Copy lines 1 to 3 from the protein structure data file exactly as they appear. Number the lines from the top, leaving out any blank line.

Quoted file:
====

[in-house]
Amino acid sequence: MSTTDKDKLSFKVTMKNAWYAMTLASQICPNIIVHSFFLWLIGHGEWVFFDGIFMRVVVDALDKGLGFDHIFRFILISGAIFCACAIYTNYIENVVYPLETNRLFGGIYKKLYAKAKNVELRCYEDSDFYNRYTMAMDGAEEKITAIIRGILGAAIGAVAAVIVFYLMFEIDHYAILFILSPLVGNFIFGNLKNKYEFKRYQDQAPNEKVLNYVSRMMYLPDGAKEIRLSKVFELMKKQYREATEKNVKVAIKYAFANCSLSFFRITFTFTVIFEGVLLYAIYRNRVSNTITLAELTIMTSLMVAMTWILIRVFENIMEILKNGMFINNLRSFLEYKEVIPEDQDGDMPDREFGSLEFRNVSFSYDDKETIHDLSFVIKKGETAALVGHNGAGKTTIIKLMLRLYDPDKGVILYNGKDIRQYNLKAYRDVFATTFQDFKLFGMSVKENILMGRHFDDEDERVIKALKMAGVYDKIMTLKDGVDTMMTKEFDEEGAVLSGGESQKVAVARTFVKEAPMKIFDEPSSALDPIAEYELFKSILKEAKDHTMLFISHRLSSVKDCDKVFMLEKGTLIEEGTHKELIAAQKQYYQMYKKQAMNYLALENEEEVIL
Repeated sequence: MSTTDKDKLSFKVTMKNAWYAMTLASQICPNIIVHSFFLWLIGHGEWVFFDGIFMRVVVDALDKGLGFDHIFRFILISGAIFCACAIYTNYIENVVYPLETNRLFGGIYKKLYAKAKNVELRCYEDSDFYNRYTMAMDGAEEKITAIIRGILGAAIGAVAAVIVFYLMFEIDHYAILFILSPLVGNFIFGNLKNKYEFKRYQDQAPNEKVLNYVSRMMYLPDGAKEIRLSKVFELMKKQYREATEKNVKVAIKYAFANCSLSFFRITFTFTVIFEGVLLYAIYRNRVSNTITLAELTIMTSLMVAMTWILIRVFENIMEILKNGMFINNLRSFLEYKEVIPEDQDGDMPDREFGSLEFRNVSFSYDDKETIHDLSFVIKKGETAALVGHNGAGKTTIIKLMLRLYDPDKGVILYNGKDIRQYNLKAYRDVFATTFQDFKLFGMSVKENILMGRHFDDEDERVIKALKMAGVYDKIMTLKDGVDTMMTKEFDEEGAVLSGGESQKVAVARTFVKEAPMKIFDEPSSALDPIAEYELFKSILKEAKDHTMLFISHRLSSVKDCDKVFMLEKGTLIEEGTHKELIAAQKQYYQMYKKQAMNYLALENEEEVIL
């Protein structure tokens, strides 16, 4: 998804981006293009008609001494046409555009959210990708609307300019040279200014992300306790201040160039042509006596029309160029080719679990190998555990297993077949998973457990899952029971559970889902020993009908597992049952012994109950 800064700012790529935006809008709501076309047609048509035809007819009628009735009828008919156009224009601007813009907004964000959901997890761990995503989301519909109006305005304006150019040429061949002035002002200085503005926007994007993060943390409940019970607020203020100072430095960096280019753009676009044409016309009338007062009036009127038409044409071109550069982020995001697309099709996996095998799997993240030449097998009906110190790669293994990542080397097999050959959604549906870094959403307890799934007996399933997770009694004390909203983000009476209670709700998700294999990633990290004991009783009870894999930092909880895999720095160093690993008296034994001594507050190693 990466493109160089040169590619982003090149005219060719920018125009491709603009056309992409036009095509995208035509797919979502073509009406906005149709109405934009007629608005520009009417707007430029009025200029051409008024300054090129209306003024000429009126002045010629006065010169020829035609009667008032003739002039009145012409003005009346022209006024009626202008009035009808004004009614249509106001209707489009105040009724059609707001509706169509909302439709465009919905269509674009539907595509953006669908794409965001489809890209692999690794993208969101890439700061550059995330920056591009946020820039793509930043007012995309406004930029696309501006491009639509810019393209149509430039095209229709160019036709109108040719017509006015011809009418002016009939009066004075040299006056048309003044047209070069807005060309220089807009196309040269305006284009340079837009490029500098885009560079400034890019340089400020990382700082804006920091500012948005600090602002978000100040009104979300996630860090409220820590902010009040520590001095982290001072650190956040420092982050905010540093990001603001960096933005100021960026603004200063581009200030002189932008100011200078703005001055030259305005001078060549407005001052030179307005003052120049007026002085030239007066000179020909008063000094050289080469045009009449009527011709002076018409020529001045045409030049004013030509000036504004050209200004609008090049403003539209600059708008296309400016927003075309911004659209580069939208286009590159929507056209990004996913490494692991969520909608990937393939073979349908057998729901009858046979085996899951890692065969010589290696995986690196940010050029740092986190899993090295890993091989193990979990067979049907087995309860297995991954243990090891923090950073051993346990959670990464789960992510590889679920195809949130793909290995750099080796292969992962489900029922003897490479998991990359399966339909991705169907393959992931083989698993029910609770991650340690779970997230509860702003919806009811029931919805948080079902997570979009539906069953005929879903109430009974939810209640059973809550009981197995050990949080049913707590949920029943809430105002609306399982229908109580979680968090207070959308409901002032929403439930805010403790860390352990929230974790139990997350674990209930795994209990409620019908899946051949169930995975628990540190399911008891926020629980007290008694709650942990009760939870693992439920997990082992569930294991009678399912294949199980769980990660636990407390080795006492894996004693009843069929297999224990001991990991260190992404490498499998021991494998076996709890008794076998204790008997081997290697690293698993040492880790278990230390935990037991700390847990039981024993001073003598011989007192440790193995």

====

[in-house]
Amino acid sequence: MSTTDKDKLSFKVTMKNAWYAMTLASQICPNIIVHSFFLWLIGHGEWVFFDGIFMRVVVDALDKGLGFDHIFRFILISGAIFCACAIYTNYIENVVYPLETNRLFGGIYKKLYAKAKNVELRCYEDSDFYNRYTMAMDGAEEKITAIIRGILGAAIGAVAAVIVFYLMFEIDHYAILFILSPLVGNFIFGNLKNKYEFKRYQDQAPNEKVLNYVSRMMYLPDGAKEIRLSKVFELMKKQYREATEKNVKVAIKYAFANCSLSFFRITFTFTVIFEGVLLYAIYRNRVSNTITLAELTIMTSLMVAMTWILIRVFENIMEILKNGMFINNLRSFLEYKEVIPEDQDGDMPDREFGSLEFRNVSFSYDDKETIHDLSFVIKKGETAALVGHNGAGKTTIIKLMLRLYDPDKGVILYNGKDIRQYNLKAYRDVFATTFQDFKLFGMSVKENILMGRHFDDEDERVIKALKMAGVYDKIMTLKDGVDTMMTKEFDEEGAVLSGGESQKVAVARTFVKEAPMKIFDEPSSALDPIAEYELFKSILKEAKDHTMLFISHRLSSVKDCDKVFMLEKGTLIEEGTHKELIAAQKQYYQMYKKQAMNYLALENEEEVIL
Repeated sequence: MSTTDKDKLSFKVTMKNAWYAMTLASQICPNIIVHSFFLWLIGHGEWVFFDGIFMRVVVDALDKGLGFDHIFRFILISGAIFCACAIYTNYIENVVYPLETNRLFGGIYKKLYAKAKNVELRCYEDSDFYNRYTMAMDGAEEKITAIIRGILGAAIGAVAAVIVFYLMFEIDHYAILFILSPLVGNFIFGNLKNKYEFKRYQDQAPNEKVLNYVSRMMYLPDGAKEIRLSKVFELMKKQYREATEKNVKVAIKYAFANCSLSFFRITFTFTVIFEGVLLYAIYRNRVSNTITLAELTIMTSLMVAMTWILIRVFENIMEILKNGMFINNLRSFLEYKEVIPEDQDGDMPDREFGSLEFRNVSFSYDDKETIHDLSFVIKKGETAALVGHNGAGKTTIIKLMLRLYDPDKGVILYNGKDIRQYNLKAYRDVFATTFQDFKLFGMSVKENILMGRHFDDEDERVIKALKMAGVYDKIMTLKDGVDTMMTKEFDEEGAVLSGGESQKVAVARTFVKEAPMKIFDEPSSALDPIAEYELFKSILKEAKDHTMLFISHRLSSVKDCDKVFMLEKGTLIEEGTHKELIAAQKQYYQMYKKQAMNYLALENEEEVIL